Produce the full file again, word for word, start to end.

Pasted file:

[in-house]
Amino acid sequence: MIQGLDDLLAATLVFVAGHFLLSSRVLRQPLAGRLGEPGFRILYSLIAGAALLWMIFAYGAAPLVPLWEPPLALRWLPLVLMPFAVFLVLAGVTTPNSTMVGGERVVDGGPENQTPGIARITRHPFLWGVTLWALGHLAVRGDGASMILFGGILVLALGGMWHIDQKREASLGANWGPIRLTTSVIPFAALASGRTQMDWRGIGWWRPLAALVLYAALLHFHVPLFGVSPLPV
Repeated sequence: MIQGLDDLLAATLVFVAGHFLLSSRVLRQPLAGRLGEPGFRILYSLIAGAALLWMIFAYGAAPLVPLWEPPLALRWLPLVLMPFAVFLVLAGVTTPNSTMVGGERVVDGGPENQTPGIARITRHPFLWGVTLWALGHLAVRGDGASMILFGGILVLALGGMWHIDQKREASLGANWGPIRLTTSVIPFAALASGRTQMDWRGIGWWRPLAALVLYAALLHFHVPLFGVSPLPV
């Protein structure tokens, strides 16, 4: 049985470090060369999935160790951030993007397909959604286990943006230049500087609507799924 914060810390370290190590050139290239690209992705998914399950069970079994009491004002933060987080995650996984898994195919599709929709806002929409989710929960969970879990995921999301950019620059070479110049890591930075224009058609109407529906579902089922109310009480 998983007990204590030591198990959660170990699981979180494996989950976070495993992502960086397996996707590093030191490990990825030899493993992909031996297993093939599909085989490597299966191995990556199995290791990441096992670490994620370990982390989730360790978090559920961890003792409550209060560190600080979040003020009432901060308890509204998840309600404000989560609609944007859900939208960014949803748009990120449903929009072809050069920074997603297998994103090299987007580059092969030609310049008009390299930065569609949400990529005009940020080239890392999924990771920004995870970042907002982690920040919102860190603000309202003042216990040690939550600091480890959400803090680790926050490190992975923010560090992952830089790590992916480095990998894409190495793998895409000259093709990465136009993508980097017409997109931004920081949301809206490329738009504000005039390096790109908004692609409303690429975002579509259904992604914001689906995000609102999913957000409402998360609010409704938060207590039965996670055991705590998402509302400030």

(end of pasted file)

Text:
[in-house]
Amino acid sequence: MIQGLDDLLAATLVFVAGHFLLSSRVLRQPLAGRLGEPGFRILYSLIAGAALLWMIFAYGAAPLVPLWEPPLALRWLPLVLMPFAVFLVLAGVTTPNSTMVGGERVVDGGPENQTPGIARITRHPFLWGVTLWALGHLAVRGDGASMILFGGILVLALGGMWHIDQKREASLGANWGPIRLTTSVIPFAALASGRTQMDWRGIGWWRPLAALVLYAALLHFHVPLFGVSPLPV
Repeated sequence: MIQGLDDLLAATLVFVAGHFLLSSRVLRQPLAGRLGEPGFRILYSLIAGAALLWMIFAYGAAPLVPLWEPPLALRWLPLVLMPFAVFLVLAGVTTPNSTMVGGERVVDGGPENQTPGIARITRHPFLWGVTLWALGHLAVRGDGASMILFGGILVLALGGMWHIDQKREASLGANWGPIRLTTSVIPFAALASGRTQMDWRGIGWWRPLAALVLYAALLHFHVPLFGVSPLPV
């Protein structure tokens, strides 16, 4: 049985470090060369999935160790951030993007397909959604286990943006230049500087609507799924 914060810390370290190590050139290239690209992705998914399950069970079994009491004002933060987080995650996984898994195919599709929709806002929409989710929960969970879990995921999301950019620059070479110049890591930075224009058609109407529906579902089922109310009480 998983007990204590030591198990959660170990699981979180494996989950976070495993992502960086397996996707590093030191490990990825030899493993992909031996297993093939599909085989490597299966191995990556199995290791990441096992670490994620370990982390989730360790978090559920961890003792409550209060560190600080979040003020009432901060308890509204998840309600404000989560609609944007859900939208960014949803748009990120449903929009072809050069920074997603297998994103090299987007580059092969030609310049008009390299930065569609949400990529005009940020080239890392999924990771920004995870970042907002982690920040919102860190603000309202003042216990040690939550600091480890959400803090680790926050490190992975923010560090992952830089790590992916480095990998894409190495793998895409000259093709990465136009993508980097017409997109931004920081949301809206490329738009504000005039390096790109908004692609409303690429975002579509259904992604914001689906995000609102999913957000409402998360609010409704938060207590039965996670055991705590998402509302400030």